Summary and Analysis
Part 2: Chapter 21
Hakim surprises Laila and Tariq with a trip to see the giant stone sculptures of Buddha in Bamiyan Valley. The three of them hike to the tops of the statues, exploring the caves where Buddhist monks used to live. Hakim tells Laila and Fariq that he brought them there to show them one of his favorite places, and to remind them of the rich, varied history of their country. Hakim tells Laila that he brought Fariba here, and that she was different before she lost her sons — joyous and exuberant. While Tariq rests, Hakim tells Laila how part of him would like to move to America and start over, but he knows Fariba would never leave Afghanistan.
Six months later, the Soviets sign a peace treaty and leave Afghanistan. On hearing the news, Fariba says she will not celebrate until the Mujahideen, the Afghani Muslim fighters, hold a victory parade.
Hosseini uses Hakim's excursion with Laila and Tariq to provide insight into Hakim and Fariba's past, and to add complexity to the historical timeline in which the story takes place. Hakim's telling of his trip to see the statues with Fariba demonstrates that Fariba was different once, and proves that the loss of their sons affected Hakim and Fariba differently. By focusing on Fariba and the historical significance of the statues, Hakim shows his passion for his family and for history and his appreciation for the complexities of both. Even though he expresses interest in leaving Afghanistan, he realizes Fariba never would leave and, despite the distance between them, he is loyal to her and would never move without her.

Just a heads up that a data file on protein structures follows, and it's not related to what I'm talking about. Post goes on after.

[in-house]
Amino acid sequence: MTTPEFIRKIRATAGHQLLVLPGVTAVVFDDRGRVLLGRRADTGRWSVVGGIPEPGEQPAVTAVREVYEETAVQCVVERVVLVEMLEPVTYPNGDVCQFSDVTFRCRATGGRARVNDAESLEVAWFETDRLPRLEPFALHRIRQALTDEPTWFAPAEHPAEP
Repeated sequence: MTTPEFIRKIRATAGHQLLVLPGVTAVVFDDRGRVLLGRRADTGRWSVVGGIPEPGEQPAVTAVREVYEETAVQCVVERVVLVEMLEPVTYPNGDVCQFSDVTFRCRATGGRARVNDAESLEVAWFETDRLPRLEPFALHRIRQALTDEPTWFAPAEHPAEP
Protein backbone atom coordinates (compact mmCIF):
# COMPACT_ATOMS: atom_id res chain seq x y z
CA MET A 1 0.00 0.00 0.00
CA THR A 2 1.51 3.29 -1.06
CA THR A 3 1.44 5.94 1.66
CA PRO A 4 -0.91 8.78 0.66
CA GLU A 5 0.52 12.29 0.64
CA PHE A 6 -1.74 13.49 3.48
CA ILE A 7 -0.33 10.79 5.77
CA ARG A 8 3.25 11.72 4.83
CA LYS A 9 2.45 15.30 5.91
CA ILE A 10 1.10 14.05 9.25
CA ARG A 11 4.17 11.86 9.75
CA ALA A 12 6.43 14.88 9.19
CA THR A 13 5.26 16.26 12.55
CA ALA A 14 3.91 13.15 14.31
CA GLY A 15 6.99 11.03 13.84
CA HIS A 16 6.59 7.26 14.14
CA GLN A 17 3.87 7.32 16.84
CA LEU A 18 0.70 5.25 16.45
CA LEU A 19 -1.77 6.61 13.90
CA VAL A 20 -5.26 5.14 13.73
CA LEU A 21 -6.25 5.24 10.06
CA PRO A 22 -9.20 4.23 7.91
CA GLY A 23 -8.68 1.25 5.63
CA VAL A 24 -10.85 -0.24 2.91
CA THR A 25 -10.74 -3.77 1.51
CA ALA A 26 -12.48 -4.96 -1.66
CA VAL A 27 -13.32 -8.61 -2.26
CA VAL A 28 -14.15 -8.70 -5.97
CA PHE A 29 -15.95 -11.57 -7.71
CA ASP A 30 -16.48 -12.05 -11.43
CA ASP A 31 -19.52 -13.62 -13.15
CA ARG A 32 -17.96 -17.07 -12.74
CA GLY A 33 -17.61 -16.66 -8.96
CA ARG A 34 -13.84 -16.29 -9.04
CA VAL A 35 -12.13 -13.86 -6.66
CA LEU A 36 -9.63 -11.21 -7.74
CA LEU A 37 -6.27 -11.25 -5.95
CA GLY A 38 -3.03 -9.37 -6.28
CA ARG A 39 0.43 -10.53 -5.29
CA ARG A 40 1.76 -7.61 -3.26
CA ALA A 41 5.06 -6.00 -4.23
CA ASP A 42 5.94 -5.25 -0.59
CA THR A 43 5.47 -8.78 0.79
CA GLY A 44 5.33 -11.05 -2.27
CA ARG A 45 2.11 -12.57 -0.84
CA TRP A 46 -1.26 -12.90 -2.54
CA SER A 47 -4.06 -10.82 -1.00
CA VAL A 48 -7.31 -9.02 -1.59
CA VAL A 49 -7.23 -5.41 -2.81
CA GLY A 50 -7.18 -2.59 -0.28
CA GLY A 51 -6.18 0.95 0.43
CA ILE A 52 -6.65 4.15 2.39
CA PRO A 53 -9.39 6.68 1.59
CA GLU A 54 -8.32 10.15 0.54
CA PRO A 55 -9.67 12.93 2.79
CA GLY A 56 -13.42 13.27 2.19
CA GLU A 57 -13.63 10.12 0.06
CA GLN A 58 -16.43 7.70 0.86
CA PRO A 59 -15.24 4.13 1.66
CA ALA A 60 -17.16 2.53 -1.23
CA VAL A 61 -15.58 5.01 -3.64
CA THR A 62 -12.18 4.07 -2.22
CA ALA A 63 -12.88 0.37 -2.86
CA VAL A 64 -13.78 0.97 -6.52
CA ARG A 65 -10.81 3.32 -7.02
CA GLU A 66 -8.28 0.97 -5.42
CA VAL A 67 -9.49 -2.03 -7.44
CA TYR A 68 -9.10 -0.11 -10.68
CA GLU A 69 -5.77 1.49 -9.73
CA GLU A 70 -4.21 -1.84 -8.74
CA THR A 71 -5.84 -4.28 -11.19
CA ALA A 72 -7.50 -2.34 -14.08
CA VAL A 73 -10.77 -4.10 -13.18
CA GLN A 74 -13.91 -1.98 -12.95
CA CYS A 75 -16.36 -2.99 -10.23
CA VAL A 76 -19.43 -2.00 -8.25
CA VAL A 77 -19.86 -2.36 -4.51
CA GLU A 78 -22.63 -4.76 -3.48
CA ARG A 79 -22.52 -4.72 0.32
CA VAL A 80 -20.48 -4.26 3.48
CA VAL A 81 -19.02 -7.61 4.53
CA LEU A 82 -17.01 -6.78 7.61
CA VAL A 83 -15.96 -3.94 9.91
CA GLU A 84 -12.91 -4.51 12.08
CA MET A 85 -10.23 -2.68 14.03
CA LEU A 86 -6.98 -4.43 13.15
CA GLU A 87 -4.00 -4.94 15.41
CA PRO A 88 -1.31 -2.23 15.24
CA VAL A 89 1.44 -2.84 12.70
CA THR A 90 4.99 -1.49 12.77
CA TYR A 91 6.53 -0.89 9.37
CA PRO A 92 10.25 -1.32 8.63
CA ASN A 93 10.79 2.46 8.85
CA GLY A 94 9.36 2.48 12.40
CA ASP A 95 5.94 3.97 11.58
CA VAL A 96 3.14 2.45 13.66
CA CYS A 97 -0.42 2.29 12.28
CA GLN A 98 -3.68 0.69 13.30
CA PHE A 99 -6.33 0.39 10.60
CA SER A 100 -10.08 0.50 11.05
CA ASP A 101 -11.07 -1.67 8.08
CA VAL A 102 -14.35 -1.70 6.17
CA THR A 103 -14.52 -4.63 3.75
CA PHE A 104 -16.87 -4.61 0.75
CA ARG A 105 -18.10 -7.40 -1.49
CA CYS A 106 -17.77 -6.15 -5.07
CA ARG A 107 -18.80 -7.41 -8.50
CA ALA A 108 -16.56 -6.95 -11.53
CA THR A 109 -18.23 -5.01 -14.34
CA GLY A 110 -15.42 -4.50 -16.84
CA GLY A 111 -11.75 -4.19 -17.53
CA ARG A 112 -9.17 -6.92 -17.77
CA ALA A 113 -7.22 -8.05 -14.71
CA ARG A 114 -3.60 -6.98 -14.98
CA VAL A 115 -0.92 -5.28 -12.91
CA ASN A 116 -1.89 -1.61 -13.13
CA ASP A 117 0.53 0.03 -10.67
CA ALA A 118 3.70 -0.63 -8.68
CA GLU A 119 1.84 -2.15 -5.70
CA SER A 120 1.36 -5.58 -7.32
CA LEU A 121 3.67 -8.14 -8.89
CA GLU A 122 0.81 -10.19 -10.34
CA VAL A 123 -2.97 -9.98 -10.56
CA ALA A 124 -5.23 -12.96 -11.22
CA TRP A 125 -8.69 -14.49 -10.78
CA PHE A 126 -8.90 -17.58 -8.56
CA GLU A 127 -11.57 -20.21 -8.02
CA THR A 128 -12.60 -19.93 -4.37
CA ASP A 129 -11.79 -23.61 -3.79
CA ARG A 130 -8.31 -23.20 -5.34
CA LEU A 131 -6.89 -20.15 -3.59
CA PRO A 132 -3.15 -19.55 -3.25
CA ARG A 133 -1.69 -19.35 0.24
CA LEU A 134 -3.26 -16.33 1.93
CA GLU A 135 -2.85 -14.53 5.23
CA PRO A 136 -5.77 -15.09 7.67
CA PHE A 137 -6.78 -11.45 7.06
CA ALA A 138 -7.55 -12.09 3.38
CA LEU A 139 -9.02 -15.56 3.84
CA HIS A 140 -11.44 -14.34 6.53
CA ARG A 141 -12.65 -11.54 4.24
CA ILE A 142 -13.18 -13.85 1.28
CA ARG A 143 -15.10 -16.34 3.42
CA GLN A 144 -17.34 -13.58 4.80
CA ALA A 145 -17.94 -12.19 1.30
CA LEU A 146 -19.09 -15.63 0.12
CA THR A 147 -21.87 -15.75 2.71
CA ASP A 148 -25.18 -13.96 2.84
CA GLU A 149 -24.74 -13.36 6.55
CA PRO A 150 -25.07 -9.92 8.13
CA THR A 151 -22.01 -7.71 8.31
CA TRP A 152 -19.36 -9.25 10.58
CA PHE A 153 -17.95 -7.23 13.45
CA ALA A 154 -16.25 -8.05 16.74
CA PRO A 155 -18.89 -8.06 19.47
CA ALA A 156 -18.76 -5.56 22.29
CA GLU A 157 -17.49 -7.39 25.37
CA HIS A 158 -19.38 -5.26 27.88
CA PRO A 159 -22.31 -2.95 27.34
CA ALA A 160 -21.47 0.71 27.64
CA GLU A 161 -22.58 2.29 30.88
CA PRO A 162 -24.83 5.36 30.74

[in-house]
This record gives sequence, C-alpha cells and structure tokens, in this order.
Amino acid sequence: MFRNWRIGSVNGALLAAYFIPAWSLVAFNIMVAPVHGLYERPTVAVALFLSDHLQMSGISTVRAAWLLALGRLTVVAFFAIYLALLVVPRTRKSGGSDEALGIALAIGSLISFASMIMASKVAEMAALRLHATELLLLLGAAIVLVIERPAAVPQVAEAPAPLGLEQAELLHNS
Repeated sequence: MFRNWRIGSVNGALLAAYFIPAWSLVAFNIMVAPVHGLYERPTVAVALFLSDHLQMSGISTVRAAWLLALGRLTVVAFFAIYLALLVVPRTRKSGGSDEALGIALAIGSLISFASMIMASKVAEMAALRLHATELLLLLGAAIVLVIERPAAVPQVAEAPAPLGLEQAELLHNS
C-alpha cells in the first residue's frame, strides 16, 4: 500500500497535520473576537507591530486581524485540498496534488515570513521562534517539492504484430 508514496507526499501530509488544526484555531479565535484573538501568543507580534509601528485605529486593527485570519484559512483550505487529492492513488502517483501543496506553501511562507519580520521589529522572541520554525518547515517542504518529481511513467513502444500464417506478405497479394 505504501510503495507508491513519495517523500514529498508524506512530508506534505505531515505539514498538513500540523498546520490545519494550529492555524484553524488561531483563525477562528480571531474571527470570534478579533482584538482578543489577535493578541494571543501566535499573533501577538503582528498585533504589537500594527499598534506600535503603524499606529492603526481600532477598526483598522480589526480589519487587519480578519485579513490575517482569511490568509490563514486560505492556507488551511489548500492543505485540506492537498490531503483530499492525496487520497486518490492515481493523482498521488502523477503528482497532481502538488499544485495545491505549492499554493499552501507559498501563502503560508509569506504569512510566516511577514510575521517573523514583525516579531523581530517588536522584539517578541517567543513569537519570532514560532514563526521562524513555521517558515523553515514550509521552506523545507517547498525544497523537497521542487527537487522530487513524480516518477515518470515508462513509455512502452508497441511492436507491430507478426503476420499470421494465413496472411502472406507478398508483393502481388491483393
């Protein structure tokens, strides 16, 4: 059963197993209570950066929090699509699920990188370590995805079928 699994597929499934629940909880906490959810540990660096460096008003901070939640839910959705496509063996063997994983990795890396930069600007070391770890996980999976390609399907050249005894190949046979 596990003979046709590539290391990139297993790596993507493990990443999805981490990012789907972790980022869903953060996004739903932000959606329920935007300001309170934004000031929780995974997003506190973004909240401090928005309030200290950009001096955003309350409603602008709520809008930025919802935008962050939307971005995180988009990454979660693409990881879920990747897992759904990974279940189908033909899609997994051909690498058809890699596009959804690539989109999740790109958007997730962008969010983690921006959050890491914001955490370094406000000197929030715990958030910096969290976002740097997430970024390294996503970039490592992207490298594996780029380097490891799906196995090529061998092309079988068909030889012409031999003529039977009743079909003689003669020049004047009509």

Furthermore, just as he acknowledges and accepts the complexity of maintaining a family, Hakim also acknowledges Afghanistan's history and the importance of keeping it mind, especially at this particular crossroads where the communist regime and all the benefits it has contributed to gender equality, is threatened by the Muslim forces driving the Soviets out. By including the Buddha statues in his narrative, Hosseini establishes the fluidity of cultural values, and how easily history can be forgotten in the face of any fundamentalist belief, be it in communism or Islam, or anything else.